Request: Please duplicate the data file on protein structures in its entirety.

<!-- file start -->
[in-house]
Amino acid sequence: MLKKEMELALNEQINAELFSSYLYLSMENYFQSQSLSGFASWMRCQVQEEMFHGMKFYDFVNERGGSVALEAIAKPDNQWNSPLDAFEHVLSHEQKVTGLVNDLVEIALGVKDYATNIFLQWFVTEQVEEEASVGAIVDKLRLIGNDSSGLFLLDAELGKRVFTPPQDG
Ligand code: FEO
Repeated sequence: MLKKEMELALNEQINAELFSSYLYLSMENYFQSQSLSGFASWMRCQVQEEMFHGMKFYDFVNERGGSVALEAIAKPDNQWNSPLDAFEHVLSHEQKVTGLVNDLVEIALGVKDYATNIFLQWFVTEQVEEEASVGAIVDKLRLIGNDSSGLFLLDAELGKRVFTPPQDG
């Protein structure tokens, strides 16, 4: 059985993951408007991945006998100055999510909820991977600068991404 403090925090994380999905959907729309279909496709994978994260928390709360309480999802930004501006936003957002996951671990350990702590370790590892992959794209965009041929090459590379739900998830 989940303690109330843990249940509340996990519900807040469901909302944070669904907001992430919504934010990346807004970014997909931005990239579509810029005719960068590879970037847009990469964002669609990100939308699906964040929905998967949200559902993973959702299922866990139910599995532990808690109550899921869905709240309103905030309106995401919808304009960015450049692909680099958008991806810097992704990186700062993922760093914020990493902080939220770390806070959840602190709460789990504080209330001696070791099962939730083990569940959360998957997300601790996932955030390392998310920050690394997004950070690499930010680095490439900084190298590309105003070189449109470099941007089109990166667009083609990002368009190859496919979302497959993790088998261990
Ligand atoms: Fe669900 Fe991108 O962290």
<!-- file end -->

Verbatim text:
[in-house]
Amino acid sequence: MLKKEMELALNEQINAELFSSYLYLSMENYFQSQSLSGFASWMRCQVQEEMFHGMKFYDFVNERGGSVALEAIAKPDNQWNSPLDAFEHVLSHEQKVTGLVNDLVEIALGVKDYATNIFLQWFVTEQVEEEASVGAIVDKLRLIGNDSSGLFLLDAELGKRVFTPPQDG
Ligand code: FEO
Repeated sequence: MLKKEMELALNEQINAELFSSYLYLSMENYFQSQSLSGFASWMRCQVQEEMFHGMKFYDFVNERGGSVALEAIAKPDNQWNSPLDAFEHVLSHEQKVTGLVNDLVEIALGVKDYATNIFLQWFVTEQVEEEASVGAIVDKLRLIGNDSSGLFLLDAELGKRVFTPPQDG
């Protein structure tokens, strides 16, 4: 059985993951408007991945006998100055999510909820991977600068991404 403090925090994380999905959907729309279909496709994978994260928390709360309480999802930004501006936003957002996951671990350990702590370790590892992959794209965009041929090459590379739900998830 989940303690109330843990249940509340996990519900807040469901909302944070669904907001992430919504934010990346807004970014997909931005990239579509810029005719960068590879970037847009990469964002669609990100939308699906964040929905998967949200559902993973959702299922866990139910599995532990808690109550899921869905709240309103905030309106995401919808304009960015450049692909680099958008991806810097992704990186700062993922760093914020990493902080939220770390806070959840602190709460789990504080209330001696070791099962939730083990569940959360998957997300601790996932955030390392998310920050690394997004950070690499930010680095490439900084190298590309105003070189449109470099941007089109990166667009083609990002368009190859496919979302497959993790088998261990
Ligand atoms: Fe669900 Fe991108 O962290």